The Heenes have pleaded guilty to perpetrating a hoax when they claimed their 7-year-old son Falcon was inside a runaway helium balloon last October. Recently, Richard Heene has claimed it was not a hoax and he was forced to plead guilty. He began serving his jail sentence earlier this week.It's possible the Heenes will owe more money once the crops come up at Abbot Farms, home to the land where the infamous balloon finally landed near Denver International Airport. An early estimate places crop damages at $8,500, but prosecutors are waiting to seek the final amount until an exact figure can be calculated. It's also possible the Heenes will pay a significantly lower amount if Richard Heene's attorney David Lane can successfully convince Judge Stephen Schapanski that prosecutors and law enforcement are overcompensating. Lane has until Jan. 25 to file court documents challenging the restitution amount, which he called "ridiculously high." "They don't have to pay rescuers for doing their job," Lane said. "This is cops getting paid to be cops whether they're sitting around doing nothing or tracking a balloon." A breakdown of the numbers indicates prosecutors are seeking $36,016.53 for search-and-rescue costs and $11,792.51 for the ensuing criminal investigation. About half, or $23,767.69, of the total proposed restitution figure is for hours worked by search-and-rescue teams and investigators who were already on duty and did not work overtime hours. Lane said his client, or any defendant, should not have to pay for the routine costs to investigate and prosecute. "Do you think Tim Masters should be required to pay the restitution for the thousands of cop hours spent prosecuting him?" Lane said referring to the Masters case, well known in Larimer County for the conviction of a man a judge said was wrongly imprisoned for 10 years. Of the nearly $12,000 spent to investigate the case, $4,927.92 went to Bob Heffernan and Ian Stewart, the two investigators who logged the most overtime hours. Lane said the only fair thing to do is to charge his clients only for costs that would be above what law enforcement and rescuers would normally be expending. Prosecutors are also seeking a combined $2,042.30 for compensation to public information officers, some of whom were called in to help with the hundreds of phone calls from the media and public after speculation surfaced of the possibility of a hoax. Larimer County Sheriff's Office spokeswomen Eloise Campanella and Kathleen Messick worked 30.5 already-on-duty hours, costing the county $1,022.64. PIOs from Poudre Fire Authority and the U.S. Forest Service were also called in to assist with media calls, which added $1,019.66 to the bill. "That's their choice. They didn't have to do that," Lane said referring to the extra PIO charges. "The Heenes should not be paying for choices that the publicity-seeking sheriff has made in order to further enhance his public image." Click here to view the complete court Restitution Order. This story written by Nate Taylor, Fort Collins Coloradoan. />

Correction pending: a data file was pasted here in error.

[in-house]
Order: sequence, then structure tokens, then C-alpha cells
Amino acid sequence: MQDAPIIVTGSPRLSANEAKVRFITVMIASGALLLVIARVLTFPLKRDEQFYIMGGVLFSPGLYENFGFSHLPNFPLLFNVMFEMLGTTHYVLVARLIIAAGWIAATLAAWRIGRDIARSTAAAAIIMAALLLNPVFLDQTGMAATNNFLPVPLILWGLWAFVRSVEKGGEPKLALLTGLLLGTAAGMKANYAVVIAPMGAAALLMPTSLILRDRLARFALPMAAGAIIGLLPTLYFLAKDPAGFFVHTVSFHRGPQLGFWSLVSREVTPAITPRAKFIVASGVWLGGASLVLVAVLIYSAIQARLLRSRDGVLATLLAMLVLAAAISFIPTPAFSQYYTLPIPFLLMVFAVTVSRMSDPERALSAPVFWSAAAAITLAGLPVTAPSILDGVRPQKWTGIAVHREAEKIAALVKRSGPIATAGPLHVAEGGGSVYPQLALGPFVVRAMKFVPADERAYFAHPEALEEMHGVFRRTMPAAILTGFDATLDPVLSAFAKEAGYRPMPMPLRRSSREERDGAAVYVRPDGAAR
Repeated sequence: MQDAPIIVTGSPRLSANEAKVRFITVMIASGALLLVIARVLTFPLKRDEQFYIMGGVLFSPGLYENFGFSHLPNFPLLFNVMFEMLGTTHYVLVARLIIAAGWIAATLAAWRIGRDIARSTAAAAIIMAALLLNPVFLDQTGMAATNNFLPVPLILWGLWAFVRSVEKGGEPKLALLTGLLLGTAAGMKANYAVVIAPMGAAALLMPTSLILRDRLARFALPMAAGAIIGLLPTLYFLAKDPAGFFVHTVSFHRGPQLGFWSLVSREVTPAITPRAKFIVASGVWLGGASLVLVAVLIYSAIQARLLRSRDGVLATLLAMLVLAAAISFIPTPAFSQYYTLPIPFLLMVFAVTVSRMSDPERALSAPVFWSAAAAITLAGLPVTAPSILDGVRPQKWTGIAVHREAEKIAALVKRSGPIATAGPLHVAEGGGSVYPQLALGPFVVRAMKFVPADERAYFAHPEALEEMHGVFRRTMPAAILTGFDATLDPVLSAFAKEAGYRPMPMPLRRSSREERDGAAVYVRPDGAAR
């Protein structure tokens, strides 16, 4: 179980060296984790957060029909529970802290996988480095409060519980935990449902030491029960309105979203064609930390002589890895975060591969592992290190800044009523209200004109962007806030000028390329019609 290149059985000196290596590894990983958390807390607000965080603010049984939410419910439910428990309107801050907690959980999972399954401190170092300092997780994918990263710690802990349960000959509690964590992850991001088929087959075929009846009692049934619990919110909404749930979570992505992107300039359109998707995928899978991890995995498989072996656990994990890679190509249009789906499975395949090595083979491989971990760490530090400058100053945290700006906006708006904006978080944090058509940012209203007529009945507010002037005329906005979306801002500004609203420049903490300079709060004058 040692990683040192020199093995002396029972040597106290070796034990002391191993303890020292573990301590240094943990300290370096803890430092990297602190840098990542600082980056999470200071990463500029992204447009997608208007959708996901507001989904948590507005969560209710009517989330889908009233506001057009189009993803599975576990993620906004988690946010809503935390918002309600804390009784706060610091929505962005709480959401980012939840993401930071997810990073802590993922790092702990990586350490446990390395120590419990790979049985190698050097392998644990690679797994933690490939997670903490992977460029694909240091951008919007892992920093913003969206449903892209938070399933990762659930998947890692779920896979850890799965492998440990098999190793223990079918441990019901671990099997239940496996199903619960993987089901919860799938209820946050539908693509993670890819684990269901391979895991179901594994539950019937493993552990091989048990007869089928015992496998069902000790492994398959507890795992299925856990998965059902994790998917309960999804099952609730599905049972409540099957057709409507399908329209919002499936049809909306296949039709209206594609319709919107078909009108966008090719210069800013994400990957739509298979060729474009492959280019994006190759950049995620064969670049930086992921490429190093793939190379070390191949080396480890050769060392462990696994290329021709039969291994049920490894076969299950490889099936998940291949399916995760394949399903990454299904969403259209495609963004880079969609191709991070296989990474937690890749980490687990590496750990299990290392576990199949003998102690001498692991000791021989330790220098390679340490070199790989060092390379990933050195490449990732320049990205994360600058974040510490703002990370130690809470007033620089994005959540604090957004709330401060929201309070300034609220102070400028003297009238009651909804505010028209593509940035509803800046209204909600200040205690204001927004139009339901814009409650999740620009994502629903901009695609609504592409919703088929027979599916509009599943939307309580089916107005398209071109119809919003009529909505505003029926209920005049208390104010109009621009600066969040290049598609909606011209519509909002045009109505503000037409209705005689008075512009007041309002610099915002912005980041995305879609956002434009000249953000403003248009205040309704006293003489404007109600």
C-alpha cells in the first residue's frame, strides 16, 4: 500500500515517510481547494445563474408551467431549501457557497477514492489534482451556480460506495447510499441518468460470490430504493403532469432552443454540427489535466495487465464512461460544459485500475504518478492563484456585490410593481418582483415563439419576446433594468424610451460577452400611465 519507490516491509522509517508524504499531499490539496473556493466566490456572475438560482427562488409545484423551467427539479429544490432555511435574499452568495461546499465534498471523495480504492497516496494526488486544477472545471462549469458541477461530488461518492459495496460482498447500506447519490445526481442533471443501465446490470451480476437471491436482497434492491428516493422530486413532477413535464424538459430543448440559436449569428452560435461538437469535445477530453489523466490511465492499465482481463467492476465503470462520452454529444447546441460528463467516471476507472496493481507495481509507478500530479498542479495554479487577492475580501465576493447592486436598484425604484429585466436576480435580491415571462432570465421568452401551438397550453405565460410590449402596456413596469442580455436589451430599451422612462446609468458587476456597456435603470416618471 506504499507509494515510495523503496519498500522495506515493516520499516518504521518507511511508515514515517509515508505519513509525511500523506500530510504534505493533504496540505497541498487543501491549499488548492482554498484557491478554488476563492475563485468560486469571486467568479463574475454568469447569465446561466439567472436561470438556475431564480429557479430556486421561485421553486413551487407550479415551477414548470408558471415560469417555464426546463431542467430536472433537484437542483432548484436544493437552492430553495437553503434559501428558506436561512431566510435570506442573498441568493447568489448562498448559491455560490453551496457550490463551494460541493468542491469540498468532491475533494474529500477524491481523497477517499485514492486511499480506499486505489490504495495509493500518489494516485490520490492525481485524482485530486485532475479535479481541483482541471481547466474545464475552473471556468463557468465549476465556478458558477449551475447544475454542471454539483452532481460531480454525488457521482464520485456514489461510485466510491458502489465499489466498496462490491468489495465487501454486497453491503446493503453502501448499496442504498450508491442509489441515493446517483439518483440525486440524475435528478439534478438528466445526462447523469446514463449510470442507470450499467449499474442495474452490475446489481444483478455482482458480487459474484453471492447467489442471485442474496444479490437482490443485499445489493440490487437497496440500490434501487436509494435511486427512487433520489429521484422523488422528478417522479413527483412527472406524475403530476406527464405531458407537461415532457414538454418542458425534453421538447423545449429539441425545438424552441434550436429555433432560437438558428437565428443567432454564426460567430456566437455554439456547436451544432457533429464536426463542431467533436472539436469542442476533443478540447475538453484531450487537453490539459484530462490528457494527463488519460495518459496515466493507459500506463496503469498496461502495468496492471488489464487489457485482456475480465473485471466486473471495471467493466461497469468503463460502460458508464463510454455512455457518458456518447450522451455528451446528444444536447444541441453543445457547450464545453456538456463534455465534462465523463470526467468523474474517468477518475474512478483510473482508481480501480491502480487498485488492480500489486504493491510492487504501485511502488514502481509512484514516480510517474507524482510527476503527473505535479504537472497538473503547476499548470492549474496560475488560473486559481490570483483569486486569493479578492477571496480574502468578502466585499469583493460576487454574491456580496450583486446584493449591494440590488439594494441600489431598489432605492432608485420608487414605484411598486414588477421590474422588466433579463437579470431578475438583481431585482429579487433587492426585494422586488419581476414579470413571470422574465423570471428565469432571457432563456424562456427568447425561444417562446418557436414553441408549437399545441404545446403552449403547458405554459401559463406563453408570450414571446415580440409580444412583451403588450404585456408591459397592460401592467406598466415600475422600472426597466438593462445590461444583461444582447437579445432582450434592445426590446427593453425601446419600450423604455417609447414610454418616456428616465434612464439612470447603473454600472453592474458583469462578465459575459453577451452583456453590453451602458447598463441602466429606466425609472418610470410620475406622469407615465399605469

Attorney for balloon boy dad challenges restitution amount
FORT COLLINS - Ever wonder what the going rate is for two helicopters to perform search and rescue duties for about four hours? How about $16,009.31?